A two-alarm fire gutted a multi-unit building at 1230 Page St., between Baker and Lyon streets Monday afternoon. The blaze first broke out around 3 p.m., according to witness Bryce Bishari who was on the scene. (Full disclosure: Bishari is this reporter’s fiance.)
Bishari was driving west on Page Street when he saw a plume of smoke. “Large flames were jutting out from the already broken window,” he says. He went to call 911 but neighbors emerging from their houses were on it; instead, he helped the residents escape the blaze.
“Right as people walked out of the house the windows started exploding with glass shards and hot ash,” he says. As people exited they took their jackets off in the doorway, covering their heads before running across the street.
But one young woman, who escaped the building as the fire was worsening, had no shoes on, or a jacket to cover her head. Her whole path was littered with hot ash and broken glass. “Every time she took a step forward to leave there would be another miniature explosion and more glass and debris would fall down,” Bishari says. He ran to his car and grabbed a jacket, which he threw across the sidewalk to her. She covered her head and ran across the street toward Bishari, who grabbed her hand and helped her sit down on the curb across from her house.
A San Francisco Fire Department chief on the scene says there were no serious injuries. Approximately 19 people appear to have been displaced — including the landlady. As firefighters worked to extinguish the flames, residents hugged each other and cried.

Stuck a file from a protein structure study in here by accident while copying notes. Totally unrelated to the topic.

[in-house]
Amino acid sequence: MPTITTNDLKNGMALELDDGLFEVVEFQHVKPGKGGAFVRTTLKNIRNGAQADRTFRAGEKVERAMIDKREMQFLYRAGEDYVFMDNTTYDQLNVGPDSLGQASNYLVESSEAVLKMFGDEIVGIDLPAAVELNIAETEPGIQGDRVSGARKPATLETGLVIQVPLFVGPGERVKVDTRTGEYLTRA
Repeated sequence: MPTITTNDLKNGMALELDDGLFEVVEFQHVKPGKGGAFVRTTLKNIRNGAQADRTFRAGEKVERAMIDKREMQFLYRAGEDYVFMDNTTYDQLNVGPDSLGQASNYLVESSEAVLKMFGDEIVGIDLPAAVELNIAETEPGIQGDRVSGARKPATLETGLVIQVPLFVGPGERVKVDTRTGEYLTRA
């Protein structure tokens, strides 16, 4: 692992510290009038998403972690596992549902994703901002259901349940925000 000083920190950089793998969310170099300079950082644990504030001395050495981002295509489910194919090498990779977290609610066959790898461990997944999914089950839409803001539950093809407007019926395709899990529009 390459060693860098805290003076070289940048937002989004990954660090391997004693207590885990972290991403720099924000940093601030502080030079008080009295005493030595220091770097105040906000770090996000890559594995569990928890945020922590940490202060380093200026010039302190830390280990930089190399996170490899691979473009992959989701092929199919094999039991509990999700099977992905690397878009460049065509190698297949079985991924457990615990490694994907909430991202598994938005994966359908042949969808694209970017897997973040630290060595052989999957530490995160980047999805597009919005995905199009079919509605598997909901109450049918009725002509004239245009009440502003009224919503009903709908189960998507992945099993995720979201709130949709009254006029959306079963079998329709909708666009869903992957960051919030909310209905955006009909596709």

A neighboring building badly scorched by the flames is still under investigation by firefighters, to see if any embers remain and if it’s habitable for the residents.
District 5 Supervisor Vallie Brown was on the scene. This is the second large, multi-unit fire her district has experienced in three months; a Dec. 13, 2018, fire displaced 18 on Hayes and Baker streets. In that circumstance, every single person who requested housing was given it; a vast improvement over years past, when the city had few resources to offers those displaced.
“Red Cross and the Human Services Agency are on their way, and they’ll assess the situation,” Brown tells SF Weekly. “We’ll put them in a hotel for a bed, and then we’ll help them find permanent housing. We have a couple different complexes — like Park Merced — that’s been really great about letting people in to rent for six months or a year, however long it takes to get back into their units. We have a lot more flexibility and power to rent units than we used to.
“It’s horrible that here we are again with another fire,” she added.